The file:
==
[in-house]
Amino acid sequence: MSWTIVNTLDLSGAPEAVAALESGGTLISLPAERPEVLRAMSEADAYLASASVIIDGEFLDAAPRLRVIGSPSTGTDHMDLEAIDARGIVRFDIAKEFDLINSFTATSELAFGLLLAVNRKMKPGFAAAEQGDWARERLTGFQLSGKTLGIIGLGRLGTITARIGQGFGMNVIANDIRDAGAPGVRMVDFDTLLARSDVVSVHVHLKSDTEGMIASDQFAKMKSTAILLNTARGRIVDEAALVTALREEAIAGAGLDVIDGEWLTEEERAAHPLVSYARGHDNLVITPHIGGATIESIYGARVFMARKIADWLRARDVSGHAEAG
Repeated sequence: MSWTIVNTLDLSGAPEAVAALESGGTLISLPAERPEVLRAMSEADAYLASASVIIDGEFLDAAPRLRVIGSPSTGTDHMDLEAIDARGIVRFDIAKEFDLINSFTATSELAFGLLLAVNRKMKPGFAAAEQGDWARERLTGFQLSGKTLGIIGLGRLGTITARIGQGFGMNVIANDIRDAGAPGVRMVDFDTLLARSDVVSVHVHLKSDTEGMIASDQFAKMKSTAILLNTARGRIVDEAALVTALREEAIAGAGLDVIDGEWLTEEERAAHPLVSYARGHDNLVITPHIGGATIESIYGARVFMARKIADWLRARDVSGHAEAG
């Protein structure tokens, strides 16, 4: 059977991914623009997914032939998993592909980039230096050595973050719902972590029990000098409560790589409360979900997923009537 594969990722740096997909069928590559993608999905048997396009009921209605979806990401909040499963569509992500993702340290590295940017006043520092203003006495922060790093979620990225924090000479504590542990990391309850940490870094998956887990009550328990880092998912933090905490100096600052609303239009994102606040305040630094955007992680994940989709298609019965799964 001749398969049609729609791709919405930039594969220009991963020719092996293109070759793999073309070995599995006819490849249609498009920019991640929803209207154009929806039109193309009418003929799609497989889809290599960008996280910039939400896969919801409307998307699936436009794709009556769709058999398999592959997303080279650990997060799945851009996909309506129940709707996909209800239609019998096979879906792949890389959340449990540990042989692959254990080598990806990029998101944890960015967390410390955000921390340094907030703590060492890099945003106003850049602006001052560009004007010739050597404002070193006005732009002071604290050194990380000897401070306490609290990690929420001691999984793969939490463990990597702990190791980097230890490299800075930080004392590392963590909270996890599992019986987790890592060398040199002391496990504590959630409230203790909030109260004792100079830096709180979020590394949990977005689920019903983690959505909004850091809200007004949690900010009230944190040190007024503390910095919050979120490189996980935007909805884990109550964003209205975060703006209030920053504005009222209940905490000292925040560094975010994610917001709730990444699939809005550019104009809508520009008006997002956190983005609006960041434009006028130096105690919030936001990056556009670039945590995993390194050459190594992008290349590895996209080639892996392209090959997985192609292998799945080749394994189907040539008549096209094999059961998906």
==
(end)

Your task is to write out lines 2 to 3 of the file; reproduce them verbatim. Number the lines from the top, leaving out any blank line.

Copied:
Amino acid sequence: MSWTIVNTLDLSGAPEAVAALESGGTLISLPAERPEVLRAMSEADAYLASASVIIDGEFLDAAPRLRVIGSPSTGTDHMDLEAIDARGIVRFDIAKEFDLINSFTATSELAFGLLLAVNRKMKPGFAAAEQGDWARERLTGFQLSGKTLGIIGLGRLGTITARIGQGFGMNVIANDIRDAGAPGVRMVDFDTLLARSDVVSVHVHLKSDTEGMIASDQFAKMKSTAILLNTARGRIVDEAALVTALREEAIAGAGLDVIDGEWLTEEERAAHPLVSYARGHDNLVITPHIGGATIESIYGARVFMARKIADWLRARDVSGHAEAG
Repeated sequence: MSWTIVNTLDLSGAPEAVAALESGGTLISLPAERPEVLRAMSEADAYLASASVIIDGEFLDAAPRLRVIGSPSTGTDHMDLEAIDARGIVRFDIAKEFDLINSFTATSELAFGLLLAVNRKMKPGFAAAEQGDWARERLTGFQLSGKTLGIIGLGRLGTITARIGQGFGMNVIANDIRDAGAPGVRMVDFDTLLARSDVVSVHVHLKSDTEGMIASDQFAKMKSTAILLNTARGRIVDEAALVTALREEAIAGAGLDVIDGEWLTEEERAAHPLVSYARGHDNLVITPHIGGATIESIYGARVFMARKIADWLRARDVSGHAEAG